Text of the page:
Easton LaChapelle 3:21
Well it was a little far fetched, I mean, this is when I was 14, I knew nothing about engineering, you know, the softer electronics and mechanics, you know, just building a robotic hand is a challenge in itself. But luckily, you know, I was, I was motivated, this was something I, I didn’t think about a project it was it was kind of out of curiosity and boredom running home from school and green and

Mark Rushton 3:41
So there was nothing there major thing I want to do, like, you didn’t see something, there was no, it had, how did you decide on that?

Easton LaChapelle 3:49
I don’t know. And I actually got asked that question quite a bit. Like, why why robotic hand? And I think for me, it I think, I think was a couple things It was very open ended. It was I could start very simply, it encompassed of, you know, a lot of different disciplines of engineering. And it was it was something I could relate to, it was something it was interactive, it was fun, you know, a lot of these other projects this some fun to do, but you know, what happens when you get when you when you complete it, you know, where’s What do you already go from there.

And so I saw a lot of different ways I could, you know, just the, the robotic hand alone new actuators, the softer behind the control systems, he does a lot there. And that’s when I started to start creating, I used Legos as plastic supports fishing line as the tendons, electrical tubing as the fingers, small servo motors from RC airplanes, and piece together robotic hand. And it took took a couple months of trial and error. And it was an evolution. You know, I actually member you know, I grew up in a very small house. And so I was, you know, tinkering on the, on the living room table, and started turning my bedroom into a lab and staying up very late, and started to learn, you know, software and Arduino and turning to the open source community, and kind of just found a passion and love to create.

So it was, it was something I, you know, run home from school and start working on well into the night and it started really transforming, you know, something that was was interesting, I think back is a, it wasn’t easy, there was a lot of trial and error and failure. And that actually, I owe a lot that, you know, a good example, I used XP radios, and I broke those very, very fast it was, it was, it was hard to grasp that. But actually, by breaking them, I understood exactly what was going on, and how to fix that, which made me learn kind of forced me to learn all the ins and outs and how to how they actually work on a system level and how to incorporate that better.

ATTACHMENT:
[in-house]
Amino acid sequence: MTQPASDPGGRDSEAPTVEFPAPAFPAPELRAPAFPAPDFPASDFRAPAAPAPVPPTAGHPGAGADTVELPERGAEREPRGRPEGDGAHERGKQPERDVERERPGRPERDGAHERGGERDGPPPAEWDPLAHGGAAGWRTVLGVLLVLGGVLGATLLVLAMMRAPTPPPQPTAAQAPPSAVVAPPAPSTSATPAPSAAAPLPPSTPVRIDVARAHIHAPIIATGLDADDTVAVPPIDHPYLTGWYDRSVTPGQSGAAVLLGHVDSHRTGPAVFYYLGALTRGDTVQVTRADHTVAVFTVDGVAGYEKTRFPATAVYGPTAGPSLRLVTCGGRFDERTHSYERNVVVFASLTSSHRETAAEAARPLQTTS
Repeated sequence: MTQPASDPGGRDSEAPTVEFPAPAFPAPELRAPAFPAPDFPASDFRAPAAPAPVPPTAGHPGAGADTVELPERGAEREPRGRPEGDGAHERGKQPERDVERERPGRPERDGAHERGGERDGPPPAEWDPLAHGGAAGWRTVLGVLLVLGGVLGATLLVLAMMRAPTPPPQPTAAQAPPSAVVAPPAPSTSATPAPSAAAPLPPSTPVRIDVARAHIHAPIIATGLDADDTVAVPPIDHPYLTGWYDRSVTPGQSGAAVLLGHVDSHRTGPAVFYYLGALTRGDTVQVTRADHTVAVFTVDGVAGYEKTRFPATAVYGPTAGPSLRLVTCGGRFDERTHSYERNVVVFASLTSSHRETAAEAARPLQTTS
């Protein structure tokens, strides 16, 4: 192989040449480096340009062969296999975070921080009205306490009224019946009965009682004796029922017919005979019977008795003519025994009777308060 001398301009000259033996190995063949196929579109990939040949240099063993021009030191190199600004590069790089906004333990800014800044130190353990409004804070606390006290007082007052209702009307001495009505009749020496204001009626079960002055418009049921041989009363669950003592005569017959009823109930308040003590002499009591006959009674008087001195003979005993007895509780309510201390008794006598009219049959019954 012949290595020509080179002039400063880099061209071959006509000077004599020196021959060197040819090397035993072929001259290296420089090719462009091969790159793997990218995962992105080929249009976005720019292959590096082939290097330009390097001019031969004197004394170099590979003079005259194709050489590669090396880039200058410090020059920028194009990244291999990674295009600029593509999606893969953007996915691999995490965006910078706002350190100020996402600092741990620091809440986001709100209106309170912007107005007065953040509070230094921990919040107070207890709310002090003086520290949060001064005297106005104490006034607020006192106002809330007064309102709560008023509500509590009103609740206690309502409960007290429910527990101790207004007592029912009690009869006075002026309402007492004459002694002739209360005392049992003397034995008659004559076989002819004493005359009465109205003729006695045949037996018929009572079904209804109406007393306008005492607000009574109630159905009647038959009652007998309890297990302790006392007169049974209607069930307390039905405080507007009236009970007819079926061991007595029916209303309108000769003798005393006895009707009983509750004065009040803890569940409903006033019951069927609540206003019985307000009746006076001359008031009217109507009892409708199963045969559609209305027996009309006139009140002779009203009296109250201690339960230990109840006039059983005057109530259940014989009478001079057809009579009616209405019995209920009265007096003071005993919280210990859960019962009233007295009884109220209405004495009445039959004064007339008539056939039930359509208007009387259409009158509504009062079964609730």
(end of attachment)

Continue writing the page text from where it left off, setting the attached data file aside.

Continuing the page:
Mark Rushton 5:41
Yeah, I think that’s where I went wrong. So Id take stuff apart, and then not be able to put them back together again,

Easton LaChapelle 5:47
It’s yeah, quite the skill to have.

Mark Rushton 5:51
Awesome. And so when, when did you first come across 3d printing? Was that just something you’ve you found on the internet, and

Easton LaChapelle 5:58
yeah, so, you know, looking back, this was when I was 14. So this is partly back in 2011, 2012. And this is when 3d printing was just starting to hit the consumer market. This was maker by industries, you know, the original cupcakes made out of laser cut wood, you know, the really, really interesting cool printers and, you know, very maker, you know, level. And this was when it was just trying to get to the consumer market. This was I just completed the first robotic hand I plugged it in, I saw it working, you know, it was amazing. And it totally motivated me to take it to the next level, you know, what if I added an opposable thumb or individual finger joints, made it look more human like, and then add a level of functionality on top of that, you know, there was, it was, it was excited me there’s a lot to, to evolve.

And, and it was, it was obvious next step was to go beyond these electrical tubing, you know, pieces and, and fishing line and to evolve into a more custom kind of kind of version and design of this. And so this is when 3d printing started to really come to the picture. I started teaching myself CAD, and actually, at the time I was I was into a lot of video making, and the Adobe After Effects, and that’s why so I get into motion tracking. And that was kind of my intro into thinking about 3d and very, very simple 3d modeling.

And so it was started to kind of get my mindset and the world of designing a, you know, a fingertip and you know, how to how the joints can interact. That was a really cool part, you know, actually designing something in 3d. And then, you know, at the time you had never 3d printed anything. So, actually being able to think like, I can design something that can be physical and that I can truly custom and that really changed my thought process of creating.